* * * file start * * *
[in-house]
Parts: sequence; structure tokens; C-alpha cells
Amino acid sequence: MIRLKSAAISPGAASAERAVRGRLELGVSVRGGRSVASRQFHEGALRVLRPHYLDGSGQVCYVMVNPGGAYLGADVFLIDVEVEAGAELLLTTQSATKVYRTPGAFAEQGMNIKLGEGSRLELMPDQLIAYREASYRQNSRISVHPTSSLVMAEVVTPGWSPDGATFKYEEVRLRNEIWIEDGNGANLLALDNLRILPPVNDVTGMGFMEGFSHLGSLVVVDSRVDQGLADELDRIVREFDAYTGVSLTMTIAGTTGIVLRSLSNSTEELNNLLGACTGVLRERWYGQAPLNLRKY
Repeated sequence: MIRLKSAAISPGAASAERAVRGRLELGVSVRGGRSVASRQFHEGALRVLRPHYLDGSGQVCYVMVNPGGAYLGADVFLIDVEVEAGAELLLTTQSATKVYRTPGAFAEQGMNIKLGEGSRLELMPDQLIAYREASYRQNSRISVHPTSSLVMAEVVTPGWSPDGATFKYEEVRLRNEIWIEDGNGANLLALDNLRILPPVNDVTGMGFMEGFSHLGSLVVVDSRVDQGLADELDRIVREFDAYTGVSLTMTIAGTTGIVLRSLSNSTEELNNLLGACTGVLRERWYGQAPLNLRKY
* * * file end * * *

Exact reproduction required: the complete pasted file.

[in-house]
Parts: sequence; structure tokens; C-alpha cells
Amino acid sequence: MIRLKSAAISPGAASAERAVRGRLELGVSVRGGRSVASRQFHEGALRVLRPHYLDGSGQVCYVMVNPGGAYLGADVFLIDVEVEAGAELLLTTQSATKVYRTPGAFAEQGMNIKLGEGSRLELMPDQLIAYREASYRQNSRISVHPTSSLVMAEVVTPGWSPDGATFKYEEVRLRNEIWIEDGNGANLLALDNLRILPPVNDVTGMGFMEGFSHLGSLVVVDSRVDQGLADELDRIVREFDAYTGVSLTMTIAGTTGIVLRSLSNSTEELNNLLGACTGVLRERWYGQAPLNLRKY
Repeated sequence: MIRLKSAAISPGAASAERAVRGRLELGVSVRGGRSVASRQFHEGALRVLRPHYLDGSGQVCYVMVNPGGAYLGADVFLIDVEVEAGAELLLTTQSATKVYRTPGAFAEQGMNIKLGEGSRLELMPDQLIAYREASYRQNSRISVHPTSSLVMAEVVTPGWSPDGATFKYEEVRLRNEIWIEDGNGANLLALDNLRILPPVNDVTGMGFMEGFSHLGSLVVVDSRVDQGLADELDRIVREFDAYTGVSLTMTIAGTTGIVLRSLSNSTEELNNLLGACTGVLRERWYGQAPLNLRKY